We hear again, those words today from the Holy Gospel According to Saint John—from a passage which is called the “High Priestly Prayer.” In these words, Jesus prays for his friends. We are able to eavesdrop on that prayer and to hear what Jesus wanted and asked for on behalf of his his closest friends—of his chosen family. We hear what we wanted them to have, what he knew they most needed—what he wanted them to become, and to be.

“Jesus prayed for his disciples, and then he said. “I ask not only on behalf of these, but also on behalf of those who will believe in me through their word, that they may all be one. As you, Father, are in me and I am in you, may they also be in us, so that the world may believe that you have sent me. The glory that you have given me I have given them, so that they may be one, as we are one, I in them and you in me, that they may become completely one, so that the world may know that you have sent me and have loved them even as you have loved me. Father, I desire that those also, whom you have given me, may be with me where I am, to see my glory, which you have given me because you loved me before the foundation of the world.

“Righteous Father, the world does not know you, but I know you; and these know that you have sent me. I made your name known to them, and I will make it known, so that the love with which you have loved me may be in them, and I in them.”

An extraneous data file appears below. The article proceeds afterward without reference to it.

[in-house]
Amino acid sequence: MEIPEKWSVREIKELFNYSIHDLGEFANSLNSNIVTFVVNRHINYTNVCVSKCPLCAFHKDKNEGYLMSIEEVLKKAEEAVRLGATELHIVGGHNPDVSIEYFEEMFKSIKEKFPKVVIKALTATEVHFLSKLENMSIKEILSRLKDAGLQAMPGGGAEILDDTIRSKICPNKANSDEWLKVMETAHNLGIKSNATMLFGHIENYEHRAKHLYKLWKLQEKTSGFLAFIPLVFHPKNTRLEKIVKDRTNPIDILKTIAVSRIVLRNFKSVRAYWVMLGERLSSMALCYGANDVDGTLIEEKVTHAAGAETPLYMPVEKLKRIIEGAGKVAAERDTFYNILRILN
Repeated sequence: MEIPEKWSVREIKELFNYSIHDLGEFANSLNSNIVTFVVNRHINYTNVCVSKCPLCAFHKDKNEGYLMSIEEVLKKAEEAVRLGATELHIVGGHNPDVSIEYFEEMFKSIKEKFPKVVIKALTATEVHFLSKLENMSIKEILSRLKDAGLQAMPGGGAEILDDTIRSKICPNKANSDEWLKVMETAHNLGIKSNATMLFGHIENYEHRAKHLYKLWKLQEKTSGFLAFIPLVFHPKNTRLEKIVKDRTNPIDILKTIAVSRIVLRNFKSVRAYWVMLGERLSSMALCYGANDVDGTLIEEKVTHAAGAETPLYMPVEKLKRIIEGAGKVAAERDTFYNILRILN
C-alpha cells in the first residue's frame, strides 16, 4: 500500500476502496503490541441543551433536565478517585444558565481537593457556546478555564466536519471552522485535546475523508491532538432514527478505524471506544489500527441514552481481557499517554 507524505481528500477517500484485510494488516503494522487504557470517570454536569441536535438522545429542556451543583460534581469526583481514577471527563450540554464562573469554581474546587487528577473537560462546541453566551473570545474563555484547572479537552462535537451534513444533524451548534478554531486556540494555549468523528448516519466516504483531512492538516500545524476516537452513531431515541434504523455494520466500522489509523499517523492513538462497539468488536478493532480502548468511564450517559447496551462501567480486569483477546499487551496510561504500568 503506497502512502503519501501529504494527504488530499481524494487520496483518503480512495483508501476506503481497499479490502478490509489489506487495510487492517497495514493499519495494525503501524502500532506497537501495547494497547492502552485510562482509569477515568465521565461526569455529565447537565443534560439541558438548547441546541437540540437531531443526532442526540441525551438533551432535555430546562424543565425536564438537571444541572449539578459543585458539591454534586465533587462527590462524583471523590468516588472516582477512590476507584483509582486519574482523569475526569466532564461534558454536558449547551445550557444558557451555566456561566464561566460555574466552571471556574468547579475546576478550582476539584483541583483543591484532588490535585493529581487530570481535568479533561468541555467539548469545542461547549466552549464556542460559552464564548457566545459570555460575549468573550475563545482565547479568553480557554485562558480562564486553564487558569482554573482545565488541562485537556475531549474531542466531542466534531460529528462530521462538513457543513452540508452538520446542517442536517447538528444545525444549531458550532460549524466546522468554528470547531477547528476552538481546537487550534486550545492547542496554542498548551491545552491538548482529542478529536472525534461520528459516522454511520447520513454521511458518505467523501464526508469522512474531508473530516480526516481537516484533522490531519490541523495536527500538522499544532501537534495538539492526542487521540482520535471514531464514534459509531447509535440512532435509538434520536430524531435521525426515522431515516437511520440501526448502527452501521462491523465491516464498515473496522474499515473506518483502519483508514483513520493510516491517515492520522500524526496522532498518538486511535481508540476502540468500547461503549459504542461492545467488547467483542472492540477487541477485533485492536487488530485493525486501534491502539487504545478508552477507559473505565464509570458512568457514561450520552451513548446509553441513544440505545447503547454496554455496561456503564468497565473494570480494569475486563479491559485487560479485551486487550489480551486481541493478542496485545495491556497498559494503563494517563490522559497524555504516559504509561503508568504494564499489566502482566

What an astonishing prayer! Connect these people. Make them one. Unite them to you, help them to reconnect to me. Help them know love! So love them, so empower them, so illumine them, so enlighten them that they will be able to embody love. Make them such powerful and credible witnesses that they world will believe their message. Help the world to realize that I have sent them. And, while you are at it, bless everyone who will hear the message they proclaim. Open their ears to hear the message, their minds to comprehend the message, and their hearts to welcome the message and to give it a home. Help those hearers to be so transformed by that same love that they will be united in you and in me. And then send them out as well. To love, to proclaim, and to share. In this way, draw everyone to me-and to you.

What fascinating words we hear: love, glory. And elsewhere we heard that most amazing word: power. “But you will receive power when the Holy Spirit has come upon you; and you will be my witnesses in Jerusalem, in all Judea and Samaria, and to the ends of the earth.”

My dear friends, the Easter Season comes to a close. In just a few days, the Church will be born at Pentecost. The Jesus movement will begin! Our hearts will be filled with the power of the Holy Spirit and we will become witnesses to the very ends of the earth. As we hope and long for the coming of that reality, let us pray. Let us unite in faith and in belief. Let us ask God, our Loving Parent, to send the Son into our hearts so that we can accomplish the mission which has been entrusted to us. “And now, Father, send us out to do the work you have given us to do, to love and serve you as faithful witnesses of Christ our Lord.”

If you remember it, I ask you now to join with me—in prayer—in the words of that first novena to the Holy Spirit. Let us pray:

“Come, Holy Spirit, fill the hearts of your faithful.
And kindle in them the fire of your love.
Send forth your Spirit and they shall be created.
And you will renew the face of the earth.

by the light of the Holy Spirit
you have taught the hearts of your faithful.
In the same Spirit
help us to relish what is right
and always rejoice in your consolation.
We ask this through Christ our Lord.